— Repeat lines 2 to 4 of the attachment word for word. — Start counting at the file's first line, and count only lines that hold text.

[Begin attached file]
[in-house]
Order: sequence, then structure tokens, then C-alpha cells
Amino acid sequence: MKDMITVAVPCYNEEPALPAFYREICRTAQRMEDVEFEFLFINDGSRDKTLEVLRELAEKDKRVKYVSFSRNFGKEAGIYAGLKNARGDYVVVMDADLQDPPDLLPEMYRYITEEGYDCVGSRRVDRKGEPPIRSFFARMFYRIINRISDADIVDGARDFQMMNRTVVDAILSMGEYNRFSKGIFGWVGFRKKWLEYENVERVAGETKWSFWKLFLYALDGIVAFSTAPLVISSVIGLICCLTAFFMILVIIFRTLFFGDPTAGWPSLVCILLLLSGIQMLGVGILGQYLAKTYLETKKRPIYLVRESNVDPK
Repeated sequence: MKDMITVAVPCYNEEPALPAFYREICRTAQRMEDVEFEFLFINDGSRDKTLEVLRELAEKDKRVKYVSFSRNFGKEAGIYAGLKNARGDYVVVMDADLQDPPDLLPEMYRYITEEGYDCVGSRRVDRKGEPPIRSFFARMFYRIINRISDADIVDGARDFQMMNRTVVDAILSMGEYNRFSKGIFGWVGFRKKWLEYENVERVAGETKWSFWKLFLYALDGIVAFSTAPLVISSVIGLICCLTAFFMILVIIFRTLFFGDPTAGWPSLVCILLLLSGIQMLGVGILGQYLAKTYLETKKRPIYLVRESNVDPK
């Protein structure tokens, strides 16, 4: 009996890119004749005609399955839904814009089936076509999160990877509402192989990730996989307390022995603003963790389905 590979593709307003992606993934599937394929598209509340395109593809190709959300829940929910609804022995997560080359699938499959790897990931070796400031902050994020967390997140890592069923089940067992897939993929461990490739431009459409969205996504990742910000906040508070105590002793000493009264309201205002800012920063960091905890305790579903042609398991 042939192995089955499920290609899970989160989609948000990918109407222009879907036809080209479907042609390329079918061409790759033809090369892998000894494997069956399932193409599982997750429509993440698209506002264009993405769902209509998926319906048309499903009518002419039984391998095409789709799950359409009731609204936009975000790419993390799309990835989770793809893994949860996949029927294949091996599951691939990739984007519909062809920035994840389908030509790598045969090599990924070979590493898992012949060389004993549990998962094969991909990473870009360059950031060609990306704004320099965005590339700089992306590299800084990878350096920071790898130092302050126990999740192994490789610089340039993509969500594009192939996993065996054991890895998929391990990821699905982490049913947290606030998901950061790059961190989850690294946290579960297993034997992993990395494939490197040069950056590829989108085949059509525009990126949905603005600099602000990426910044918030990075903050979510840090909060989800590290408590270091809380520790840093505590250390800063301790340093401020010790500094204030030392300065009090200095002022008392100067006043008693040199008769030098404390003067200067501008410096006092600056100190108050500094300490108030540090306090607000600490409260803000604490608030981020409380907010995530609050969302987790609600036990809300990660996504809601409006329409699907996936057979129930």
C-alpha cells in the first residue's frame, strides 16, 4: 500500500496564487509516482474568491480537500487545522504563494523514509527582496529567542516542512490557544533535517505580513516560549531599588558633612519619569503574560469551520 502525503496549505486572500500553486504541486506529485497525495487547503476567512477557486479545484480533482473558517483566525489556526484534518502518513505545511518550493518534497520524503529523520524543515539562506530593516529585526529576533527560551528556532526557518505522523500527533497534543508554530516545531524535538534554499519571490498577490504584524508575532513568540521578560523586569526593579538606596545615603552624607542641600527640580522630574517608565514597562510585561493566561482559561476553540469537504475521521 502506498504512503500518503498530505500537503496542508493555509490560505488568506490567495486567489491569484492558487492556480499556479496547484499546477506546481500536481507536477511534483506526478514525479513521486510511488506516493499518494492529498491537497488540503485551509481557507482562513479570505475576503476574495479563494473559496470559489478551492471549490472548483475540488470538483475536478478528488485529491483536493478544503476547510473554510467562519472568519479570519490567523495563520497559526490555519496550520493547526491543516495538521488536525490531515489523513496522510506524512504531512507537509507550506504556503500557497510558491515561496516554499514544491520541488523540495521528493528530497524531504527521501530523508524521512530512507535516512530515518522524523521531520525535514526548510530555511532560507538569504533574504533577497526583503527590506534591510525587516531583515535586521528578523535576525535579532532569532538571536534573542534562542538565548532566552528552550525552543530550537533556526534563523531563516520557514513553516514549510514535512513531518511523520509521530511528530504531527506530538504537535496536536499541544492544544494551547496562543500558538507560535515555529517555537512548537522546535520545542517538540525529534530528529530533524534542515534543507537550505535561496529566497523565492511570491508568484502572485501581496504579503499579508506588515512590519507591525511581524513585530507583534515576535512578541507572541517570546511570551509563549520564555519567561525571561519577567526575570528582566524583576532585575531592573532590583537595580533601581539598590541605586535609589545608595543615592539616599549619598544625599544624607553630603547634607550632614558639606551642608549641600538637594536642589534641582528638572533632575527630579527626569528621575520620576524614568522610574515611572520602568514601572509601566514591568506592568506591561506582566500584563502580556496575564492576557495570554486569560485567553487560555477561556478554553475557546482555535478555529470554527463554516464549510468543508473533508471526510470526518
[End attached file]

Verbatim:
Order: sequence, then structure tokens, then C-alpha cells
Amino acid sequence: MKDMITVAVPCYNEEPALPAFYREICRTAQRMEDVEFEFLFINDGSRDKTLEVLRELAEKDKRVKYVSFSRNFGKEAGIYAGLKNARGDYVVVMDADLQDPPDLLPEMYRYITEEGYDCVGSRRVDRKGEPPIRSFFARMFYRIINRISDADIVDGARDFQMMNRTVVDAILSMGEYNRFSKGIFGWVGFRKKWLEYENVERVAGETKWSFWKLFLYALDGIVAFSTAPLVISSVIGLICCLTAFFMILVIIFRTLFFGDPTAGWPSLVCILLLLSGIQMLGVGILGQYLAKTYLETKKRPIYLVRESNVDPK
Repeated sequence: MKDMITVAVPCYNEEPALPAFYREICRTAQRMEDVEFEFLFINDGSRDKTLEVLRELAEKDKRVKYVSFSRNFGKEAGIYAGLKNARGDYVVVMDADLQDPPDLLPEMYRYITEEGYDCVGSRRVDRKGEPPIRSFFARMFYRIINRISDADIVDGARDFQMMNRTVVDAILSMGEYNRFSKGIFGWVGFRKKWLEYENVERVAGETKWSFWKLFLYALDGIVAFSTAPLVISSVIGLICCLTAFFMILVIIFRTLFFGDPTAGWPSLVCILLLLSGIQMLGVGILGQYLAKTYLETKKRPIYLVRESNVDPK